Here, we assume that is the largest eigenvalue of , and is its associated eigenvector. With each factor of , the components along the other eigenvectors are suppressed by a factor of , and thus we expect to become increasingly parallel to .

The power iteration algorithm is usually expressed as below, where is drawn randomly and indicates the final value of :

Input : , tolerance
3 do
6while ;
7return and
Output :

 Rayleigh quotient estimate of the largest eigenvalue

, estimated eigenvector
Algorithm 1 Power Iteration

However, there is a well-known algorithm for the computation of high powers of a matrix: exponentiation through squaring. Without loss of generality, we assume that . again indicates the final value of .

Input : , desired power
3 do
6while ;
return Output : 
Algorithm 2 Matrix exponentiation through squaring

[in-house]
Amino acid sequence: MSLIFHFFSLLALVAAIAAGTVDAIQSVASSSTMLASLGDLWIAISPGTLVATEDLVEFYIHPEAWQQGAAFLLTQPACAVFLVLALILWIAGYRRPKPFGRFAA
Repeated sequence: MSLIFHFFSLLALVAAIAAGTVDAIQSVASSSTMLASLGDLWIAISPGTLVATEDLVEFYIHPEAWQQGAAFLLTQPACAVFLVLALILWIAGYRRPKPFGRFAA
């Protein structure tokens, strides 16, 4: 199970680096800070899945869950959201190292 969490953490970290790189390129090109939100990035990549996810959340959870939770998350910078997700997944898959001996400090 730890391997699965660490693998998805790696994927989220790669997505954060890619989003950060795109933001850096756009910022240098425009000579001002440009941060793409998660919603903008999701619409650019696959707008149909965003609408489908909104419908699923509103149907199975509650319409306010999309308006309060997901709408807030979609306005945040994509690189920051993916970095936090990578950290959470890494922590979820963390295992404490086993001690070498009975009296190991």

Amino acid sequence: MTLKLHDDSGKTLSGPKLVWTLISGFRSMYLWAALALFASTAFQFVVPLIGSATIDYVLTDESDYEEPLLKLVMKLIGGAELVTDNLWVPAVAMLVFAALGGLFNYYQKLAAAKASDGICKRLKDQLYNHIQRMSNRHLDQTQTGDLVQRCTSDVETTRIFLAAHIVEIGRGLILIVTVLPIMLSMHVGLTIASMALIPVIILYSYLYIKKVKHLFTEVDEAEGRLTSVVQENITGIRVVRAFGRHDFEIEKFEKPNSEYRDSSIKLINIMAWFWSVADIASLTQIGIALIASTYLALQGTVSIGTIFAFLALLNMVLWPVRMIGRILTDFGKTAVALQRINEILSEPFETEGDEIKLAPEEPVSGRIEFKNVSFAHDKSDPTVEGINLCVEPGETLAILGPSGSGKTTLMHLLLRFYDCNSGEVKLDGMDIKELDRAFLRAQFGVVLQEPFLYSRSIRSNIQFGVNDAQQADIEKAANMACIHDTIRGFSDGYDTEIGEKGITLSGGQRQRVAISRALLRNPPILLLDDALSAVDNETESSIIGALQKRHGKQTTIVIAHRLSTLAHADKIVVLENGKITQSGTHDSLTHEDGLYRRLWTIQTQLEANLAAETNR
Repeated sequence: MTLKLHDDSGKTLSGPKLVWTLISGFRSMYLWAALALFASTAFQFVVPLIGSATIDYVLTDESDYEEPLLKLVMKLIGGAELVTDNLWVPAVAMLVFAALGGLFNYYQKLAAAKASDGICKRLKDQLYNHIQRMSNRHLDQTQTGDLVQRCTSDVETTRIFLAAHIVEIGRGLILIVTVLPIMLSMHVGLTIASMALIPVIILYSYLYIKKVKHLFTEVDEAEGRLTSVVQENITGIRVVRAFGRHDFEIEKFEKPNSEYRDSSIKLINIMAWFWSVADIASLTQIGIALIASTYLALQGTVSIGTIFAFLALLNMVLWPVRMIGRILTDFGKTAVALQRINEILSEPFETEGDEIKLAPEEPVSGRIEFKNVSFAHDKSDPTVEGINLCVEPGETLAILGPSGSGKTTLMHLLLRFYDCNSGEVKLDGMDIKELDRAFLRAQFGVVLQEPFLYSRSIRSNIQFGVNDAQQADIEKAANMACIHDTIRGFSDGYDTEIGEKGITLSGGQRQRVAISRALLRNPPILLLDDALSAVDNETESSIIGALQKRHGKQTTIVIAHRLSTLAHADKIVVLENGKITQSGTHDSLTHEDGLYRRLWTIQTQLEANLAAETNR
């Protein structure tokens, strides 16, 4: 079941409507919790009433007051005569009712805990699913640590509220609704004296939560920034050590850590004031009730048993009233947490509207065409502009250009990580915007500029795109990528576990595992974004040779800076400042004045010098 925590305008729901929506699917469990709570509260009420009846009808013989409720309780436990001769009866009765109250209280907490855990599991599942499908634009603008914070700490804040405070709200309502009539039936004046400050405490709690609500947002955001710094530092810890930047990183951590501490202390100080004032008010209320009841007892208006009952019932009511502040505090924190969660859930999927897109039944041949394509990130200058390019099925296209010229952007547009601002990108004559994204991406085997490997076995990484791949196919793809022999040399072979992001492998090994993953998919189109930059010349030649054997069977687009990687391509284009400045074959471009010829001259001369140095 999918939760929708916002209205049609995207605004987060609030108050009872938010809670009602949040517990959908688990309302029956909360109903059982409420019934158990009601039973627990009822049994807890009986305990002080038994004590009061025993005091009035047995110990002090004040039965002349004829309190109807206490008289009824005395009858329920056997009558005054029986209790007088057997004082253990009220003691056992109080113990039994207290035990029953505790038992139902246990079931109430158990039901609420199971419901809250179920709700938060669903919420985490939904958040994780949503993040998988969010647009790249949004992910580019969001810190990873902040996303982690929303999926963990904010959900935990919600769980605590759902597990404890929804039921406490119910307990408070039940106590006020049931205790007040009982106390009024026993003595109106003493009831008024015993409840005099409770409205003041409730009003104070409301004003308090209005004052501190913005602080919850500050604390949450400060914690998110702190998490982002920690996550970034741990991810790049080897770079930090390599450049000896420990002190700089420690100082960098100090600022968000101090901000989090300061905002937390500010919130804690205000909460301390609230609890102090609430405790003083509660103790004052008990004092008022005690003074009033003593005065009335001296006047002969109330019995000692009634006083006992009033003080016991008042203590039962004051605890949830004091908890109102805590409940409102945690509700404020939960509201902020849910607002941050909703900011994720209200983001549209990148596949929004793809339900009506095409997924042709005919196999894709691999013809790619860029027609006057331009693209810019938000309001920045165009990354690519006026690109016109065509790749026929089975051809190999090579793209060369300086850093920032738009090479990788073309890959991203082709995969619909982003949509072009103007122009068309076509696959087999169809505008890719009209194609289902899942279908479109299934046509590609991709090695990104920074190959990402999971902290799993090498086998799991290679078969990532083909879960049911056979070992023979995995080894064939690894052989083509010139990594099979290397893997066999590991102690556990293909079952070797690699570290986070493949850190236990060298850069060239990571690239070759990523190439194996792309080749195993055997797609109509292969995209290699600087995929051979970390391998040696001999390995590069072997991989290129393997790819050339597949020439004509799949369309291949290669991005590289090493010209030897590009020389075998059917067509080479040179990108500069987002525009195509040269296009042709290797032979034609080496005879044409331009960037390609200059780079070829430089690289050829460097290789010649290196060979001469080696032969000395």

2 Material and Methods

2.1 Proposed algorithms

We propose an algorithm which combines Algorithms 1 and 2 to achieve exponential convergence of the largest eigenvalue:

Input : , tolerance
4 do
8while ;
10 return and
Output : Rayleigh quotient estimate of the largest eigenvalue , estimated eigenvector
Algorithm 3 Power iteration with exponentiation

To generalize Algorithms 1 and 3 to the problem of finding the largest eigenvectors in the case of a self-adjoint (Hermitian) matrix, we may perform a version of Gram-Schmidt orthonormalization carried out on the input matrix , as shown in Algorithm 4.

Input : , desired number of largest eigenvalues
5 do
7       Append to
11while ;
12return ,